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In Search of the Truth About Education and Training Centers in Xinjiang

Sep 02, 2019
  • Ma Shikun

    Senior Journalist, the People’s Daily

Xin Jiang.jpg

(Xinjiang students learn shoemaking skills in leather shoes training factory. By Xinhua)

In a rare moment in the history of the United Nations, two groups of Ambassadors recently wrote to the world body regarding the education and training centers in Xinjiang — and expressed dramatically different views. An examination of this phenomenon is imperative to understanding the state of affairs in Xinjiang and to discerning fact from fiction.

On July 10, Ambassadors of 22 (later 24) countries jointly signed a letter addressed to the UN High Commissioner for Human Rights "expressing worries" about human rights conditions of Uygur and other ethnic minorities in Xinjiang, China. They called for China to close the vocational skills education and training centers (education and training centers hereafter) there.

On July 12, Geneva-based Ambassadors of 37 (later 50) countries wrote a letter to the UN, which praised China’s progress in Xinjiang in promoting human rights and implementing anti-terrorist, anti-extremist measures such as the establishment of the education and training centers. The letter concluded that all ethnic groups' basic rights were guaranteed.

The education and training centers are located at the center of Asia. Xinjiang borders eight countries, some of which have been the target of violent terrorist attacks. Ethnic separatists, religious extremist forces and individuals radicalized by their ideologies have committed more than one hundred terrorist incidents in Xinjiang in recent years, killing and injuring hundreds of law enforcement officers and civilians of all ethnic backgrounds. In April 2013 alone, 15 people were killed, including 10 Uygur, three Han, and two Mongolian people.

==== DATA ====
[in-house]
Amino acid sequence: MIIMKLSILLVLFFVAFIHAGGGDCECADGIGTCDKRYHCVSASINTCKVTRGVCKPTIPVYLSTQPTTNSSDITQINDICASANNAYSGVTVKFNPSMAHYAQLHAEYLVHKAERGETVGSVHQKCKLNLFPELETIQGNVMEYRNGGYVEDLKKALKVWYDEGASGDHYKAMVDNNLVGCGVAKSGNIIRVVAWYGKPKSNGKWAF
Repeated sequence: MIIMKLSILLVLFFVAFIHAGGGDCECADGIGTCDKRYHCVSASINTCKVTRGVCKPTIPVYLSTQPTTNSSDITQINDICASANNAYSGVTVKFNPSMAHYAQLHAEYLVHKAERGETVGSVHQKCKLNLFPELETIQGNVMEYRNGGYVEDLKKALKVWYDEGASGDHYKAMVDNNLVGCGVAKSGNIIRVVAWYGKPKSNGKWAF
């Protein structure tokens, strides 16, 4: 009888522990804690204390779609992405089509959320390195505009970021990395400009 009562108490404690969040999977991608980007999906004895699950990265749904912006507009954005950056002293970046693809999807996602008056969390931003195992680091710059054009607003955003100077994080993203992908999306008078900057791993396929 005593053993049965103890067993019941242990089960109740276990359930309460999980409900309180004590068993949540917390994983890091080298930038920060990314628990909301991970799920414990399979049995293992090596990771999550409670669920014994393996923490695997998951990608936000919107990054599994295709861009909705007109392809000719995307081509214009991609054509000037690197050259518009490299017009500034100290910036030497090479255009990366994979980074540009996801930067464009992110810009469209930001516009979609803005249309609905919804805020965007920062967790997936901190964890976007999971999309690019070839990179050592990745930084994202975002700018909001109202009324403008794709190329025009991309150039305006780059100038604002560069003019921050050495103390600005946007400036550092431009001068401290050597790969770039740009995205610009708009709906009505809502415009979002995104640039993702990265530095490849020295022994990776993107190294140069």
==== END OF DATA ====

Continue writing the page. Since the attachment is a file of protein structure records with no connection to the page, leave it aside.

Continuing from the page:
In response to such circumstances, education and training centers were established as an experimental approach to rehabilitating those involved in minor criminal offenses or law violations and therefore preventing and pre-empting terrorist attacks. Courses at the centers feature content in four areas: knowledge about laws, the country's national language, conducting religious activities, and training in vocational skills.

Participants are issued certificates of completion upon passing the examinations. The majority of participants have reportedly returned to society: 90 percent have found a job and are earning a decent income.

Official statistics show that the education and training centers have made important achievements. Not a single violent, terrorist incident has occurred in the past three years and as a result public sense of safety has improved remarkably. In 2018, Xinjiang received more than 150 million person/times of tourists from home and abroad, an increase of more than 40 percent over 2017.